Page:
Reductionism is a method of understanding in science and philosophy that involves breaking down complex systems into their simpler parts and observing and understanding the interactions of those parts. This style of thinking and understanding can be applied to many different things, from physical objects to theories to definitions and meanings. Though the idea of reductionism has existed since the ancient Greeks, René Descartes, a 17th century French philosopher and scientist, was the first to formally state the concept. He stated that the world was like a machine composed of many smaller parts, and that it could be understood by taking apart and studying the parts before learning how they all fit into the whole.
Theoretical reductionism is one several different forms of Descartes's methods of thought. It states that all theories in a field are part of a larger theory with a broader scope. In theory, this supports the idea of the existence of a "grand unified theory" of physics that combines quantum physics with other observed phenomena.
Another form is methodological reductionism, which states that the best way to solve a problem or understand an explanation is to break it down to the smallest possible understandable parts. By this explanation, it is better to view a phenomenon such as melting or sublimation from the view of atomic interactions than from the view of the simple chemical explanations involving heat and pressure. simply speaking, by this view it is preferable to view anything from its lowest, simplest form than to look at higher level, more complex systems and explanations.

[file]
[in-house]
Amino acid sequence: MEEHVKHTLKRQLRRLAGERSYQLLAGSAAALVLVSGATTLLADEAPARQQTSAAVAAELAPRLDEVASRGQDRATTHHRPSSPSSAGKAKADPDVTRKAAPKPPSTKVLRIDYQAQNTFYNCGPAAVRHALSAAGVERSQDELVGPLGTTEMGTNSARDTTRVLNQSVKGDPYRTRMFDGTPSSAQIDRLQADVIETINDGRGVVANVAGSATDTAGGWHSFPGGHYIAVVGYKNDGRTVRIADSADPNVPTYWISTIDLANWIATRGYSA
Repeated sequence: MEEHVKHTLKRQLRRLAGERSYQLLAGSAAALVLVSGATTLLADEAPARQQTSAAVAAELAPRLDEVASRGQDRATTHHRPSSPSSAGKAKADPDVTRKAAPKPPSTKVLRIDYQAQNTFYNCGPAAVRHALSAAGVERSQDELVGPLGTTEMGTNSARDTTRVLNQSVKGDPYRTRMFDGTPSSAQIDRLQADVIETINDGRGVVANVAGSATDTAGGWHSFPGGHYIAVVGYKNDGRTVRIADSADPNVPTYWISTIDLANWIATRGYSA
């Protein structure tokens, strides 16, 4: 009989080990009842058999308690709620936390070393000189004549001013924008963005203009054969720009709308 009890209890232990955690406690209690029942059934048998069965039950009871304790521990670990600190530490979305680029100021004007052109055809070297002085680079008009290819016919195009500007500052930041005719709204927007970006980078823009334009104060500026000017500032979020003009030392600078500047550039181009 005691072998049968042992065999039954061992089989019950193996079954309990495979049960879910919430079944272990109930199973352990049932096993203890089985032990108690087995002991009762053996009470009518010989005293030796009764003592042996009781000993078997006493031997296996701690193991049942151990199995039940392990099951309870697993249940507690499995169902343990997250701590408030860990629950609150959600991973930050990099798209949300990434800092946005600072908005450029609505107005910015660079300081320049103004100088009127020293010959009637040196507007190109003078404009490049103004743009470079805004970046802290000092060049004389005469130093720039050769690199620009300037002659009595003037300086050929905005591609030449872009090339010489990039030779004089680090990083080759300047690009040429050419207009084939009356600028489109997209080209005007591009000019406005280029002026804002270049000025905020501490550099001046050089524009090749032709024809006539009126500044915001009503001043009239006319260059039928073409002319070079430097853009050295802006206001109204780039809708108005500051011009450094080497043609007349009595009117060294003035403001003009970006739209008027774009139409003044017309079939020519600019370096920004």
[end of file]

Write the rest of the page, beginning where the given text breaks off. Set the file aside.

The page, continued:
The final type is ontological reductionism, which, because of its metaphysical nature, is more useful in philosophy than in science. This theory states that reality itself is made up of a finite number of different kinds of entities, objects, or substances. Some even go so far as to say that everything that exists can be broken down to different combinations of the same single kind of substance.
Contrary to reductionism, systems thinking is a style of thought and reasoning that seeks to understand a whole system by examining the system as a whole instead of by disassembling and studying the parts. While some people prefer to use one of the two styles of thinking to the exclusion of the other, it is more common to use whichever style fits a given situation. Quite simply, some situations call for systems thinking, while others require a closer look at the parts of the system are are better suited for reductionism.